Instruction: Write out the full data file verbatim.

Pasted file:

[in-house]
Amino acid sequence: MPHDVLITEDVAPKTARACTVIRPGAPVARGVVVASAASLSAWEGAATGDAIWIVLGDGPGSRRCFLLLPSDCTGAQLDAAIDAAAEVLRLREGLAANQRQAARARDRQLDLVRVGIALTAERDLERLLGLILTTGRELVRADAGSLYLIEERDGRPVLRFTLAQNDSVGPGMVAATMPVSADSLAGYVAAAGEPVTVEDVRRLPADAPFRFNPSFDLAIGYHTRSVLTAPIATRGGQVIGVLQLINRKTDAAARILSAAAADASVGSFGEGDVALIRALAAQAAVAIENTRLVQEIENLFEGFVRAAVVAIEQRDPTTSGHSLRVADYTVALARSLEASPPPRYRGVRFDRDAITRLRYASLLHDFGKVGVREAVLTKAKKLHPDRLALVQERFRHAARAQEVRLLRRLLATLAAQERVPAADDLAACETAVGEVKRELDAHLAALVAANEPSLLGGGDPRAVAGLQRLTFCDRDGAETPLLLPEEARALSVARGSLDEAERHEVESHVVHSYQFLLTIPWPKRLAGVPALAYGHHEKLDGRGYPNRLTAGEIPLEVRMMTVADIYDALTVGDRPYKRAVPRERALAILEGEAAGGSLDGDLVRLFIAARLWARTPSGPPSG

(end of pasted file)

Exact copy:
[in-house]
Amino acid sequence: MPHDVLITEDVAPKTARACTVIRPGAPVARGVVVASAASLSAWEGAATGDAIWIVLGDGPGSRRCFLLLPSDCTGAQLDAAIDAAAEVLRLREGLAANQRQAARARDRQLDLVRVGIALTAERDLERLLGLILTTGRELVRADAGSLYLIEERDGRPVLRFTLAQNDSVGPGMVAATMPVSADSLAGYVAAAGEPVTVEDVRRLPADAPFRFNPSFDLAIGYHTRSVLTAPIATRGGQVIGVLQLINRKTDAAARILSAAAADASVGSFGEGDVALIRALAAQAAVAIENTRLVQEIENLFEGFVRAAVVAIEQRDPTTSGHSLRVADYTVALARSLEASPPPRYRGVRFDRDAITRLRYASLLHDFGKVGVREAVLTKAKKLHPDRLALVQERFRHAARAQEVRLLRRLLATLAAQERVPAADDLAACETAVGEVKRELDAHLAALVAANEPSLLGGGDPRAVAGLQRLTFCDRDGAETPLLLPEEARALSVARGSLDEAERHEVESHVVHSYQFLLTIPWPKRLAGVPALAYGHHEKLDGRGYPNRLTAGEIPLEVRMMTVADIYDALTVGDRPYKRAVPRERALAILEGEAAGGSLDGDLVRLFIAARLWARTPSGPPSG